Jadugoda: The Nuclear Graveyard

By 2032, India hopes to generate 63 gigawatts of nuclear power that would cut it's dependence for energy and put it on the path to progress. But progress, they say, comes at a price. Jadugoda (also spelt as Jadugora or Jaduguda), in the eastern state of Jharkhand, is that price.

This small township is home to the world's finest uranium ore, magnesium diuranate, the fodder for India's nuclear dream and Jadugoda's nightmare. This lethal feed for the country's reactors is slowly finishing an entire generation of tribals living in the area. The photo essay documents this dark legacy of Jadugoda, the horrifying expense of unchecked progress through the eyes of its people. Jadugoda produces over 100 tonnes of uranium every year. That's nearly 300,000 tonnes of nuclear waste, radioactivity from which will last for at least 2,50,000.

A native of Jadugoda, Laxmi Das has had three miscarriages and lost five children within a week of their births. When her ninth child, Gudia, survived, she considered herself fortunate until she discovered that her baby has cerebral palsy and would be bed ridden for life. Gudia passed away recently, leaving the scars of her memory.

In Jadugoda,  a uranium-rich district in the eastern Indian state of Jharkhand, there are many women who share Laxmi's poignant fate.

Radiation and health experts across the world charge that toxic materials and radioactivity released by the mining and processing operations are causing widespread infertility, congenital deformities, spontaneous abortions, genetic mutation, death of newborns, cancer, lung diseases etc. .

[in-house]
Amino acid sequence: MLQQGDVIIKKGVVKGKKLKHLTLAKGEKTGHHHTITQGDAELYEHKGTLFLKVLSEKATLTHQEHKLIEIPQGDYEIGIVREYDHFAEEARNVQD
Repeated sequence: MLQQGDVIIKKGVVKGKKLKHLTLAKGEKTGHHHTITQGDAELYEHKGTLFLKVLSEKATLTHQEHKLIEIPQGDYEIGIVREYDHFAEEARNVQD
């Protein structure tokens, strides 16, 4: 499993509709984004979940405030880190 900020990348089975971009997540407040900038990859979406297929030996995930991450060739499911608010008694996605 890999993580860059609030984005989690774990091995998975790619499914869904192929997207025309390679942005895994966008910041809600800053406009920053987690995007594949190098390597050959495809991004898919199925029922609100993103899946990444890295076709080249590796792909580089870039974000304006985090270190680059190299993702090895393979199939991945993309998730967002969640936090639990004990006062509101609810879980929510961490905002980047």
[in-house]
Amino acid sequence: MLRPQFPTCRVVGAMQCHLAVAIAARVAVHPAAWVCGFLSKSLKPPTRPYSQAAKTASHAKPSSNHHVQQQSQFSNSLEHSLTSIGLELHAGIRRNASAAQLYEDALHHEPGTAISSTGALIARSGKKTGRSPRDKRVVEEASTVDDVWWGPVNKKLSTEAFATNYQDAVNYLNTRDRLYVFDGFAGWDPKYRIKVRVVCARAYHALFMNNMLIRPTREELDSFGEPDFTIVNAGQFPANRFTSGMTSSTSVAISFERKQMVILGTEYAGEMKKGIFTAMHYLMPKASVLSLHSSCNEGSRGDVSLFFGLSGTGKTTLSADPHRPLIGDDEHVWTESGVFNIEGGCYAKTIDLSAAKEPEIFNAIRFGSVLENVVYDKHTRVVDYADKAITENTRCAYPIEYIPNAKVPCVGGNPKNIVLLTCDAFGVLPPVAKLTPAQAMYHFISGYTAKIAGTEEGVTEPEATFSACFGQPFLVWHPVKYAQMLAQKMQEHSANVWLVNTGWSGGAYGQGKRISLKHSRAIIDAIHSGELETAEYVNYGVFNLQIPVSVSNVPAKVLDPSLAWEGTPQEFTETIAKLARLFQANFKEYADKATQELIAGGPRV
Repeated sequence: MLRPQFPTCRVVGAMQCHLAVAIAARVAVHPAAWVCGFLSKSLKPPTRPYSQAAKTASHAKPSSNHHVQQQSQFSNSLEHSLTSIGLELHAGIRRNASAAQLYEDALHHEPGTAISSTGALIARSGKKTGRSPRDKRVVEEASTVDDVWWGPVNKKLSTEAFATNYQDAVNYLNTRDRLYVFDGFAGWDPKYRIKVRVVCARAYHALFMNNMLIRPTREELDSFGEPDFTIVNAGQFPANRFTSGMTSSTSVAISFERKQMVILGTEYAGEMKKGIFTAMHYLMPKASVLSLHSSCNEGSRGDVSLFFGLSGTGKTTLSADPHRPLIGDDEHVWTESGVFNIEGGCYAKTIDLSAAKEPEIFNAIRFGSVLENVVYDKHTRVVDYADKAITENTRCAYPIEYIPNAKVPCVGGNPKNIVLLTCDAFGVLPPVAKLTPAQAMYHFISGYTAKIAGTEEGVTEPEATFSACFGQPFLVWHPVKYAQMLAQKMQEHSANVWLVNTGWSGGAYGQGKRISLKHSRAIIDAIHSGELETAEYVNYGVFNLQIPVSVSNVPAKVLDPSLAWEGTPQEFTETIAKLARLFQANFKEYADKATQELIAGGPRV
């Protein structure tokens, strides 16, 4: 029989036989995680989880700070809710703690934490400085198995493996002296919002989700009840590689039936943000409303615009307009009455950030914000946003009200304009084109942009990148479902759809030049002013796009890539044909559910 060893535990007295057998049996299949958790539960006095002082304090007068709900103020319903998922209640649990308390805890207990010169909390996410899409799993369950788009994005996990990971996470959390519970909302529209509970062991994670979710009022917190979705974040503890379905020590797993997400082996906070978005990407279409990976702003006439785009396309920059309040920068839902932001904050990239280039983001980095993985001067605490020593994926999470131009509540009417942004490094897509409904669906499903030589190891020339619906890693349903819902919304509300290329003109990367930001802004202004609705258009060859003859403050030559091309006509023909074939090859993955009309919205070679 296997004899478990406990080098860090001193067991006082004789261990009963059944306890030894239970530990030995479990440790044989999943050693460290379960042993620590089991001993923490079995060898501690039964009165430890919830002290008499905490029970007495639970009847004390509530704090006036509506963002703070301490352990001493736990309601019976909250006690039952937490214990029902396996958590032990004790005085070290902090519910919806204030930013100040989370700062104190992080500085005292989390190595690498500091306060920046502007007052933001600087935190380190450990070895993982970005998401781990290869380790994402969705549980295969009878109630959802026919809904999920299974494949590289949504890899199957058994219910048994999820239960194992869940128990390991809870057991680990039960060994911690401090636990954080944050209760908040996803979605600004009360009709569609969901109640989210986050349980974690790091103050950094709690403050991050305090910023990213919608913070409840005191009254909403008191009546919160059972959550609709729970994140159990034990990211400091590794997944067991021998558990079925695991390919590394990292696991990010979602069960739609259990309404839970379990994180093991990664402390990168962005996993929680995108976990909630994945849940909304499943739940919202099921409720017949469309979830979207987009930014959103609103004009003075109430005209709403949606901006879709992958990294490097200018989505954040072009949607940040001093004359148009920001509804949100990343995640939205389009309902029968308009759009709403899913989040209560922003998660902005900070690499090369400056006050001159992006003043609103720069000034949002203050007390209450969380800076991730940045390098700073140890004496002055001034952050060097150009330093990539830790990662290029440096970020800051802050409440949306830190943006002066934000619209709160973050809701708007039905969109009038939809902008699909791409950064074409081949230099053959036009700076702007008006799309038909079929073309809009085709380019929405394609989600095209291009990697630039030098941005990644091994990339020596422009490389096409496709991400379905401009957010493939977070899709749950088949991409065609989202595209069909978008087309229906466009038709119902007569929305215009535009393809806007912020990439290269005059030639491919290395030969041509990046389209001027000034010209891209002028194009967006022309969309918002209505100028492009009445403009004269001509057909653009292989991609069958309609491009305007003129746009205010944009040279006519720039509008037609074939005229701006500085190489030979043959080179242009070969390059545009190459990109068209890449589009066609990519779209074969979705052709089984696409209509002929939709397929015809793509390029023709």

With more than hundred thousand tons of nuclear waste stored in the tailing ponds of Jadugoda which is constantly producing large amount of toxic gases and nuclear radiation contaminating the water, vegetation, soil and subsequently entering the food chain. The dumped nuclear waste can remain radioactive and dangerous for millions of years.

UCIL, the company responsible for mining, refuses to acknowledge the problems of the local communities and is opening new mines around Jadugoda and in other parts of the country. The company should respond to the demands of the people, comply with international safety standards in handling radioactive materials and provide proper medical care to the radiation-affected victims.

Jadugoda, which means the land of magic in the local sadri language, was once a place of scenic beauty, dense forest, small villages surrounded by hills and hardworking tribal people, is now a man-made hell.  Left to fend for themselves, the people of Jadugoda are being sacrificed at the altar of development.

------------------------------------------------------ कोई भी मूल्य एवं संस्कृति तब तक जीवित नहीं रह सकती जब तक वह आचरण में नहीं है.